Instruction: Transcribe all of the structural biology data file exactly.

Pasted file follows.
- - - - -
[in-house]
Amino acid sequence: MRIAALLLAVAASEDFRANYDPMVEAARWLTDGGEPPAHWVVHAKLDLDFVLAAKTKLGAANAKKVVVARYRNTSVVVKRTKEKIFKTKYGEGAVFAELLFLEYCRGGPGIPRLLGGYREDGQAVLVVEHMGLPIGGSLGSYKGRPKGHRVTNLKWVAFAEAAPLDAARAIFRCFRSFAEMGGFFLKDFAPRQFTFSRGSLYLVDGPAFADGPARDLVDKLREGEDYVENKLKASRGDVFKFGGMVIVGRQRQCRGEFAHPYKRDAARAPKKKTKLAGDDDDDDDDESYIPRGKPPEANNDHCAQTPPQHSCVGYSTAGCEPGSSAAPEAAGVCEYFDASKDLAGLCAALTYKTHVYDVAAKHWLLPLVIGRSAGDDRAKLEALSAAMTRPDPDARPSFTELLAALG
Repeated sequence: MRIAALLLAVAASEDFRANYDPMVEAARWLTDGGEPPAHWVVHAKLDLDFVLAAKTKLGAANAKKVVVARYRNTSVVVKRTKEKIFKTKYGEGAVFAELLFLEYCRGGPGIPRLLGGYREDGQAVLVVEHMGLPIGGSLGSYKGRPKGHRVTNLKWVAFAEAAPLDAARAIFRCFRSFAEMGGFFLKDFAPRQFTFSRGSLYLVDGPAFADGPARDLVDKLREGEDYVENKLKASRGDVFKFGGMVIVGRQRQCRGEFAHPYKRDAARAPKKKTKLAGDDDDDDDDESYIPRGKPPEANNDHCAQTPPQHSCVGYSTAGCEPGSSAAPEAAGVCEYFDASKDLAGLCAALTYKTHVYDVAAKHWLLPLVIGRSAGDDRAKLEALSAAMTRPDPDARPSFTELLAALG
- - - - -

[in-house]
Amino acid sequence: MRIAALLLAVAASEDFRANYDPMVEAARWLTDGGEPPAHWVVHAKLDLDFVLAAKTKLGAANAKKVVVARYRNTSVVVKRTKEKIFKTKYGEGAVFAELLFLEYCRGGPGIPRLLGGYREDGQAVLVVEHMGLPIGGSLGSYKGRPKGHRVTNLKWVAFAEAAPLDAARAIFRCFRSFAEMGGFFLKDFAPRQFTFSRGSLYLVDGPAFADGPARDLVDKLREGEDYVENKLKASRGDVFKFGGMVIVGRQRQCRGEFAHPYKRDAARAPKKKTKLAGDDDDDDDDESYIPRGKPPEANNDHCAQTPPQHSCVGYSTAGCEPGSSAAPEAAGVCEYFDASKDLAGLCAALTYKTHVYDVAAKHWLLPLVIGRSAGDDRAKLEALSAAMTRPDPDARPSFTELLAALG
Repeated sequence: MRIAALLLAVAASEDFRANYDPMVEAARWLTDGGEPPAHWVVHAKLDLDFVLAAKTKLGAANAKKVVVARYRNTSVVVKRTKEKIFKTKYGEGAVFAELLFLEYCRGGPGIPRLLGGYREDGQAVLVVEHMGLPIGGSLGSYKGRPKGHRVTNLKWVAFAEAAPLDAARAIFRCFRSFAEMGGFFLKDFAPRQFTFSRGSLYLVDGPAFADGPARDLVDKLREGEDYVENKLKASRGDVFKFGGMVIVGRQRQCRGEFAHPYKRDAARAPKKKTKLAGDDDDDDDDESYIPRGKPPEANNDHCAQTPPQHSCVGYSTAGCEPGSSAAPEAAGVCEYFDASKDLAGLCAALTYKTHVYDVAAKHWLLPLVIGRSAGDDRAKLEALSAAMTRPDPDARPSFTELLAALG